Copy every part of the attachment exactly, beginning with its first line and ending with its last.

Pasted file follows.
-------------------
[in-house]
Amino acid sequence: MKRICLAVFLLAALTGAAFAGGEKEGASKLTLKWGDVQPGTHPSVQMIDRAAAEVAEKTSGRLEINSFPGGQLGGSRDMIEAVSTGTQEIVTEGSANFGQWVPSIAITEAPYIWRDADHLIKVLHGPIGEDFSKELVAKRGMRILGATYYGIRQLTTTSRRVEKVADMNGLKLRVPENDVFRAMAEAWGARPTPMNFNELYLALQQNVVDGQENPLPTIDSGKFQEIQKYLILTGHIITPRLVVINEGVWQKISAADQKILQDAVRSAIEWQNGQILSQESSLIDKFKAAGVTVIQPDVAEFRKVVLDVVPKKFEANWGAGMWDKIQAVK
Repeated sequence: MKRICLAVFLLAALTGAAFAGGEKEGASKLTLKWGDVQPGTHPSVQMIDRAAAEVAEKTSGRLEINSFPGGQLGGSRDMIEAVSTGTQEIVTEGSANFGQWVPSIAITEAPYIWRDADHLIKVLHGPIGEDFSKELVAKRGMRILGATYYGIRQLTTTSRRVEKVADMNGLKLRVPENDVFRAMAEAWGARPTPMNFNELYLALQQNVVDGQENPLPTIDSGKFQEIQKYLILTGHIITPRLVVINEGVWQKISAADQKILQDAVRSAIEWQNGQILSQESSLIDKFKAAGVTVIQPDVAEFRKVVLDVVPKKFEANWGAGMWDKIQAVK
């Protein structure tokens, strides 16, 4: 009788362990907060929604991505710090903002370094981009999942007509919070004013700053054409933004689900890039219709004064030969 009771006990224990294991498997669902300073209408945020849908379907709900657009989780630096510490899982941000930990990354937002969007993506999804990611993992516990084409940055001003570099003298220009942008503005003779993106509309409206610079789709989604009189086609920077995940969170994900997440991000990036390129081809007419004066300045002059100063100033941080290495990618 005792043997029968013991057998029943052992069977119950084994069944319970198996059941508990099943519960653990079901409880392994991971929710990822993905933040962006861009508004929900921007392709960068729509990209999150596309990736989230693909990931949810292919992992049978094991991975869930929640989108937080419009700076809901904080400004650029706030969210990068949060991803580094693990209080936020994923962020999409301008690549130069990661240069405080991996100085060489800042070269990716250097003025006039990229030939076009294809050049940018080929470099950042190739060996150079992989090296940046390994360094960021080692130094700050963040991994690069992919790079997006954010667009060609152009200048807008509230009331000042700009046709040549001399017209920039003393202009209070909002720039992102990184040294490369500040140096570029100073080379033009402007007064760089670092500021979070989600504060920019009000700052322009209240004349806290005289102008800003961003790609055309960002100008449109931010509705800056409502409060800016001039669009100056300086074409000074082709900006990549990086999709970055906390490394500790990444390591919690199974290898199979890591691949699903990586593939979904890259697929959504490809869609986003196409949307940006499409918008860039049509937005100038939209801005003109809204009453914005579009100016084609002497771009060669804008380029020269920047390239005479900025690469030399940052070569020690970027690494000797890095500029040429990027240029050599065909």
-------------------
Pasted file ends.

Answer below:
[in-house]
Amino acid sequence: MKRICLAVFLLAALTGAAFAGGEKEGASKLTLKWGDVQPGTHPSVQMIDRAAAEVAEKTSGRLEINSFPGGQLGGSRDMIEAVSTGTQEIVTEGSANFGQWVPSIAITEAPYIWRDADHLIKVLHGPIGEDFSKELVAKRGMRILGATYYGIRQLTTTSRRVEKVADMNGLKLRVPENDVFRAMAEAWGARPTPMNFNELYLALQQNVVDGQENPLPTIDSGKFQEIQKYLILTGHIITPRLVVINEGVWQKISAADQKILQDAVRSAIEWQNGQILSQESSLIDKFKAAGVTVIQPDVAEFRKVVLDVVPKKFEANWGAGMWDKIQAVK
Repeated sequence: MKRICLAVFLLAALTGAAFAGGEKEGASKLTLKWGDVQPGTHPSVQMIDRAAAEVAEKTSGRLEINSFPGGQLGGSRDMIEAVSTGTQEIVTEGSANFGQWVPSIAITEAPYIWRDADHLIKVLHGPIGEDFSKELVAKRGMRILGATYYGIRQLTTTSRRVEKVADMNGLKLRVPENDVFRAMAEAWGARPTPMNFNELYLALQQNVVDGQENPLPTIDSGKFQEIQKYLILTGHIITPRLVVINEGVWQKISAADQKILQDAVRSAIEWQNGQILSQESSLIDKFKAAGVTVIQPDVAEFRKVVLDVVPKKFEANWGAGMWDKIQAVK
């Protein structure tokens, strides 16, 4: 009788362990907060929604991505710090903002370094981009999942007509919070004013700053054409933004689900890039219709004064030969 009771006990224990294991498997669902300073209408945020849908379907709900657009989780630096510490899982941000930990990354937002969007993506999804990611993992516990084409940055001003570099003298220009942008503005003779993106509309409206610079789709989604009189086609920077995940969170994900997440991000990036390129081809007419004066300045002059100063100033941080290495990618 005792043997029968013991057998029943052992069977119950084994069944319970198996059941508990099943519960653990079901409880392994991971929710990822993905933040962006861009508004929900921007392709960068729509990209999150596309990736989230693909990931949810292919992992049978094991991975869930929640989108937080419009700076809901904080400004650029706030969210990068949060991803580094693990209080936020994923962020999409301008690549130069990661240069405080991996100085060489800042070269990716250097003025006039990229030939076009294809050049940018080929470099950042190739060996150079992989090296940046390994360094960021080692130094700050963040991994690069992919790079997006954010667009060609152009200048807008509230009331000042700009046709040549001399017209920039003393202009209070909002720039992102990184040294490369500040140096570029100073080379033009402007007064760089670092500021979070989600504060920019009000700052322009209240004349806290005289102008800003961003790609055309960002100008449109931010509705800056409502409060800016001039669009100056300086074409000074082709900006990549990086999709970055906390490394500790990444390591919690199974290898199979890591691949699903990586593939979904890259697929959504490809869609986003196409949307940006499409918008860039049509937005100038939209801005003109809204009453914005579009100016084609002497771009060669804008380029020269920047390239005479900025690469030399940052070569020690970027690494000797890095500029040429990027240029050599065909």